Sanderson Farms revives countys economic hopes

St. Pauls facility will provide 1,100 jobs for hard-hit region

Eamon Queeney—The North State Journal
A bench gives off a positive message in downtown St. Pauls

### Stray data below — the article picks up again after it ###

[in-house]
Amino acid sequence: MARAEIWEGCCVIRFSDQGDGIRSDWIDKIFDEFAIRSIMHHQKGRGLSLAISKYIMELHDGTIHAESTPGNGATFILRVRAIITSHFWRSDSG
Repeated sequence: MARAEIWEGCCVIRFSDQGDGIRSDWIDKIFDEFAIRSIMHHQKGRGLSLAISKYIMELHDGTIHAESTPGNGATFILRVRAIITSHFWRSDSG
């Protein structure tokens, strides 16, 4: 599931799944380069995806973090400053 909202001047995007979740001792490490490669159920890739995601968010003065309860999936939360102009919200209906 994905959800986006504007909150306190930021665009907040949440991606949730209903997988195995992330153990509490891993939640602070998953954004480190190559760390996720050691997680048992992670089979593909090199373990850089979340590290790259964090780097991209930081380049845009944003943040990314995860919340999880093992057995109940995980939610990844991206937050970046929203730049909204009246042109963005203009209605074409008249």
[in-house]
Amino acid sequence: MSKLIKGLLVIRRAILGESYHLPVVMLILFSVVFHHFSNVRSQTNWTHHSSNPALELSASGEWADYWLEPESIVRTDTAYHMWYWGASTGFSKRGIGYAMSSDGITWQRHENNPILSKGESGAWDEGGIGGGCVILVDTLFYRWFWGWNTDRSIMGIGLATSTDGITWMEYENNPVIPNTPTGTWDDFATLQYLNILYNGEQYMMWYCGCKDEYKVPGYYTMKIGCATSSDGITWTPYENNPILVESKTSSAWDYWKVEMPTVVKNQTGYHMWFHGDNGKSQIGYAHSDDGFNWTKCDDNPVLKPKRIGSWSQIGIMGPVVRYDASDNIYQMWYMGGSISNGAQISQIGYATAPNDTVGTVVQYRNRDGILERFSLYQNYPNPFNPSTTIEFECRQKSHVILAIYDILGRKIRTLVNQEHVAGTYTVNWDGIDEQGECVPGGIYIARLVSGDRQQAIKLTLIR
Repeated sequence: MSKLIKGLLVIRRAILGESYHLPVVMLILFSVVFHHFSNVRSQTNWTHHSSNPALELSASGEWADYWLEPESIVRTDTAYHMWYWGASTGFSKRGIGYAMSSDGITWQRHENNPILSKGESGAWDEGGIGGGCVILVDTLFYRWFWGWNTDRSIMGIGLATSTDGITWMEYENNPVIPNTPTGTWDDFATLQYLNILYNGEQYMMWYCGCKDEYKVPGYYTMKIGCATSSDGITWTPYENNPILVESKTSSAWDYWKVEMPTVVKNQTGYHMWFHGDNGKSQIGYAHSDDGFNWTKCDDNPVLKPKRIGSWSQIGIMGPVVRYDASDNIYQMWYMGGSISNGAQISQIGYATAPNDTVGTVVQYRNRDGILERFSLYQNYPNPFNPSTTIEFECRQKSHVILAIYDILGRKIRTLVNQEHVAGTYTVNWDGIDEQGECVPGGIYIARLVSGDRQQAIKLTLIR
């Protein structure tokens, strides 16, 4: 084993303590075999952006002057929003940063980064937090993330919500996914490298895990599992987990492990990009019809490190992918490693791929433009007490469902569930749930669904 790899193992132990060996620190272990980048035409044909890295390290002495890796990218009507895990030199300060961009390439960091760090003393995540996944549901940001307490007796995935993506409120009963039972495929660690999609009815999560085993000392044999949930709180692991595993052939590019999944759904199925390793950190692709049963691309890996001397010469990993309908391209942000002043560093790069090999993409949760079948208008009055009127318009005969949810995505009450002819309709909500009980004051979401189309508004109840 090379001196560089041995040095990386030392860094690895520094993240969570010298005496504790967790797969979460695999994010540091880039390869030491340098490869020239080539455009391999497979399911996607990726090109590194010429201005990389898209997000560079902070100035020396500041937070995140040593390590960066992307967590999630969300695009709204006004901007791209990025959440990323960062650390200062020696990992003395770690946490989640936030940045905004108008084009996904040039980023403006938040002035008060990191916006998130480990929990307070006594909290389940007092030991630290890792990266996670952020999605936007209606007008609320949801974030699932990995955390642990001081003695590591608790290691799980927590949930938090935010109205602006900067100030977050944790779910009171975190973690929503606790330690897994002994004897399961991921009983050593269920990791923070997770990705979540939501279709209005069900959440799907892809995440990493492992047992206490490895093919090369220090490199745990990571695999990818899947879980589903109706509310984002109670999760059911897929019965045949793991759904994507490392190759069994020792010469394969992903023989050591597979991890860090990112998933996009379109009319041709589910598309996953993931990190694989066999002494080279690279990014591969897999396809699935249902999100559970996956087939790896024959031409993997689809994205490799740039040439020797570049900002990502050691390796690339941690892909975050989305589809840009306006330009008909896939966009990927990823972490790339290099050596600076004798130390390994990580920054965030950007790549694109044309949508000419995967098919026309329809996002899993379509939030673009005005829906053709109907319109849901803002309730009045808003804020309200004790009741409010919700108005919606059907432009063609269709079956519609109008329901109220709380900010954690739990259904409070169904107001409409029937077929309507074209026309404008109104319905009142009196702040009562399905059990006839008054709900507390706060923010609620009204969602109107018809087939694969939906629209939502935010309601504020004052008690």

ST. PAULS, N.C. — Greg Cummings has seen the Robeson County economy at perhaps its worst. Crippled by trade agreements that led to thousands of jobs heading out of the country and scores of buildings vacated, he said the county and its rural towns were among the hardest hit in the state, if not the entire country.”This has been very personal to me,” said Cummings, Robeson County’s longtime economic director. “I was born and raised here and I’ve had some sleepless nights over this.”The 2010 U.S. Census found that 33.1 percent of the 134,000-plus people in the county lived in poverty, the after effects of a decade of lost jobs.”If you look at the total picture of Robeson County from 1996 up until really 2005, 2006, we lost over 8,000 jobs due to the textile industry moving to China and Mexico,” Cummings said.Closing in on retirement, Cummings can sleep easy knowing Robeson County is getting a boost from incoming Sanderson Farms.The nation’s third-largest poultry producer is building a chicken processing facility in St. Pauls and hatchery in Lumberton that will bring 1,100 jobs and a nearly $140 million commitment to a region gasping for jobs. It is set to open at the beginning of 2017.St. Pauls town manager J.R. Steigerwald said the arrival of Sanderson Farms will “in one fell swoop” replace jobs lost when Carolina Mills closed plants in the early 2000s it had bought from Burlington Mills just a few years before.Getting Sanderson Farms to come to the region took private property owners, local and county government, and state and federal entities teaming together. On top of providing a location for the St. Pauls plant and assurances the community could provide the needed workforce, the collaborative effort needed to supply water, sewer and natural gas suitable for industry. Combine that with the incentives Robeson County was willing to offer — neighboring Cumberland County was reluctant to sweeten the pot — and Sanderson Farms found a home for its new plant.The Sanderson Farms jobs coming to the region — which should impact five counties and beyond — will pay above median industrial rates and include Sanderson Farms paying 75 percent of health benefits and providing a retirement plan.Cummings called Sanderson Farms “a friendly corporate citizen,” mentioning the company’s plans to further their commitment to the United Way. The company states on its website that $370,000 of the more $1.1 million in charitable donations it made in 2015 went back into the communities in which it operates via the United Way.Cummings said meetings and negotiations with Sanderson Farms made it clear the company was about more than just profits.”When they come in, they’re coming in to be part of that community,” Cummings said.Steigerwald said the addition of Sanderson Farms — which also has a plant in Kinston where employees already hired for the St. Pauls facility are being trained — adds to a corridor of food processing companies making North Carolina home.”These jobs aren’t going overseas,” Steigerwald said, comparing it to lost textile jobs. “Americans eat a lot of this food.”The trickle-down effect of Sanderson Farms should add more jobs in trucking and other related industries, and it could lead to more housing development in St. Pauls, Steigerwald said. He said it could provide St. Pauls with a 40 percent increase in its existing tax base, and Cummings added it could help “in a way where taxes decrease.”Cummings said that seemed like an impossibility years ago when people in struggling towns would ask him when the local economy would turn around. With his time as Robeson County’s economic director winding down, Cummings is just happy he’ll be leaving his position with the county in better shape than he found it.”When I see people getting jobs — I see them in the Wal-Mart and they tell me they got a job — that’s all the thanks I need,” he said.